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While satirical newspaper The Onion has got a lot of mileage out of the “death of newspapers” meme—such as this brief—CEO Steve Hannah has warned the staff that the fake news business isn’t immune from the industry’s ad revenue problems. And so, in a memo obtained by Gawker, Hannah says that despite cutting expenses by $6 million, staffers must collaborate more on driving business, especially in light of the decision to lay off five members of the sales team last week. Therefore, Hannah writes, “Saying ‘no’ to an advertiser whose desires don’t exactly match your wishes is a losing game.”
As for the group effort to come up with creative ways to drive ad revenue, Hannah pointedly says that “this is not the classic business vs. editorial matter. If you believe that… you are officially working at the wrong company.”
Two years ago, The Onion invested $1 million in building up its online video offerings. While the company has gotten received a great deal of positive attention for its video lampoons, it no longer provides the advantages in an increasingly competitive market. That said, Hannah insisted that there are no plans to charge for its videos, which are available for free on the site and through iTunes as a podcast.
In the meantime, here’s a fake news chart from The Onion surveying why newspaper readership is down:
MINNEAPOLIS (AdAge.com) — For the past few summers, NBC, Fox and ABC have tried to bill "America's Got Talent," "So You Think You Can Dance" and "Wipeout" as hot summer hits. And while all three are quite successful summer series, none looks like it would be overly successful in the fall or spring, up against first-run fare.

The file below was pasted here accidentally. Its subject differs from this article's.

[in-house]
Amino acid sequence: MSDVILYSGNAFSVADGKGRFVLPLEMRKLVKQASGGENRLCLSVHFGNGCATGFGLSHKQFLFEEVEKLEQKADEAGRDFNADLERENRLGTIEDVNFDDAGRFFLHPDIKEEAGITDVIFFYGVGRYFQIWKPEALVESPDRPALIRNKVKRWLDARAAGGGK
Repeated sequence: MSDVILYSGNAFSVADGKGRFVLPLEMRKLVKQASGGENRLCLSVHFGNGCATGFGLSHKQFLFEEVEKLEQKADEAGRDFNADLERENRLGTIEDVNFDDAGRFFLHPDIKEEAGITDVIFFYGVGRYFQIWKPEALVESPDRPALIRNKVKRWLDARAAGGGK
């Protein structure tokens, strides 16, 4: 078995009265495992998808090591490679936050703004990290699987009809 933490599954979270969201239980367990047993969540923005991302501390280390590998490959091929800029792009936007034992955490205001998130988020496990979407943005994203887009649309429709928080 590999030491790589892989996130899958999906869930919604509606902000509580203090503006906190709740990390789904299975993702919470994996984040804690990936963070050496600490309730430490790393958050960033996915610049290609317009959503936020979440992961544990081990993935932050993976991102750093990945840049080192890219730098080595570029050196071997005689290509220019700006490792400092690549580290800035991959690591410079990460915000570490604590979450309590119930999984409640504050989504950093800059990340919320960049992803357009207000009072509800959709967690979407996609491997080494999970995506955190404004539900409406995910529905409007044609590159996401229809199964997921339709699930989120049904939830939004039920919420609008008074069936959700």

Crossposted with the Center for American Progress. With Danielle Ivory
The most recent controversy to embroil media bigwigs has been the proposed but now cancelled salons planned by Washington Post publisher Katherine Weymouth. The problem was not with the notion of salons themselves--journalists, like anyone else, are allowed to participate in any discussions they please. Rather it was in the fact that the Post was quite clearly selling access to its journalists--and to invited lawmakers looking to curry favor with the newspaper in what it promised would be an "intimate and informal dinner and discussion 'entirely' off the record" exclusively for "those powerful few."
The discussions were to be hosted by Weymouth in her home with Marcus Brauchli, the Post's executive editor. A memo describing the events explained that "The Washington Post is the media brand that sits at the intersection of business and policy," and promised access to "leading policymakers," together with "top Washington Post editors, columnists, and journalists."
When the story originally broke in Politico--the Post's own media ethics cop Howard Kurtz being caught flatfooted--journalists across the country had a fine time mocking the inexperienced Weymouth who, apparently desperate for revenue, did not know the first thing about the fundamentals of journalistic integrity. In fact her apology published in Sunday's paper demonstrated that if she did not then, she does now, and the Post initiated an internal review of its "salon policy."
But the practice is apparently a much more common one than was previously understood. The Atlantic Monthly has been also holding been holding a similar series of profit-making "pay-for-play" dinners for six years, each sponsored by a different corporation, in which journalists and policymakers are brought together for off-the-record conversations in a similar friendly, "nonconfrontational" atmosphere. Atlantic Monthly Media Chairman David Bradley explained that such meetings were necessary because, "the economic foundation beneath journalism is falling away ... The imperative, as I see it, is to rebuild journalism on different financial pillars. One of them, and not inconsequential to us, is events--of all types." (In fact, the crisis affecting the news business and the newspaper business in particular has nothing to do with The Atlantic, which has always been a money-losing "vanity" publication, like Harper's, The New Republic, The Nation, The Weekly Standard, National Review, etc. Each of these publications undertakes ideas to reduce their deficits, and each can be criticized for doing so. But let's keep our eye on the ball here.)